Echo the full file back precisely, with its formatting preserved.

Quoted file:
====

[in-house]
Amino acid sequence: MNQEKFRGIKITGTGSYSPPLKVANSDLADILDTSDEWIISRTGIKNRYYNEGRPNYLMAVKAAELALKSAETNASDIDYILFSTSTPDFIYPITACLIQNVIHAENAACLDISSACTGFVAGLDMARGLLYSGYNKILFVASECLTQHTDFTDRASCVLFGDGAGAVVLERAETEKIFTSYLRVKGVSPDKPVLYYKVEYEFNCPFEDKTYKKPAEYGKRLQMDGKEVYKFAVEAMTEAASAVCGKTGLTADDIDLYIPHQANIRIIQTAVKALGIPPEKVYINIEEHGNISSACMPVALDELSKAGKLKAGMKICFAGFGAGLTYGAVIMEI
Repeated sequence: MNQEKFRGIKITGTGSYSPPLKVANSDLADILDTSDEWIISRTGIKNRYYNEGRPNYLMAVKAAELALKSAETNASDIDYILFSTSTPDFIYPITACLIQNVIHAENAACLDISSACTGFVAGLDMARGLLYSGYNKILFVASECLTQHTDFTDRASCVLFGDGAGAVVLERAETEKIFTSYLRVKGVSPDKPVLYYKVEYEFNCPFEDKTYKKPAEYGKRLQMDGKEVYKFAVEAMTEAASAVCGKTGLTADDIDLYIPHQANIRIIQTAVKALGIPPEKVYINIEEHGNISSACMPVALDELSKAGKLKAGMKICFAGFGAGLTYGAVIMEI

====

[in-house]
Amino acid sequence: MNQEKFRGIKITGTGSYSPPLKVANSDLADILDTSDEWIISRTGIKNRYYNEGRPNYLMAVKAAELALKSAETNASDIDYILFSTSTPDFIYPITACLIQNVIHAENAACLDISSACTGFVAGLDMARGLLYSGYNKILFVASECLTQHTDFTDRASCVLFGDGAGAVVLERAETEKIFTSYLRVKGVSPDKPVLYYKVEYEFNCPFEDKTYKKPAEYGKRLQMDGKEVYKFAVEAMTEAASAVCGKTGLTADDIDLYIPHQANIRIIQTAVKALGIPPEKVYINIEEHGNISSACMPVALDELSKAGKLKAGMKICFAGFGAGLTYGAVIMEI
Repeated sequence: MNQEKFRGIKITGTGSYSPPLKVANSDLADILDTSDEWIISRTGIKNRYYNEGRPNYLMAVKAAELALKSAETNASDIDYILFSTSTPDFIYPITACLIQNVIHAENAACLDISSACTGFVAGLDMARGLLYSGYNKILFVASECLTQHTDFTDRASCVLFGDGAGAVVLERAETEKIFTSYLRVKGVSPDKPVLYYKVEYEFNCPFEDKTYKKPAEYGKRLQMDGKEVYKFAVEAMTEAASAVCGKTGLTADDIDLYIPHQANIRIIQTAVKALGIPPEKVYINIEEHGNISSACMPVALDELSKAGKLKAGMKICFAGFGAGLTYGAVIMEI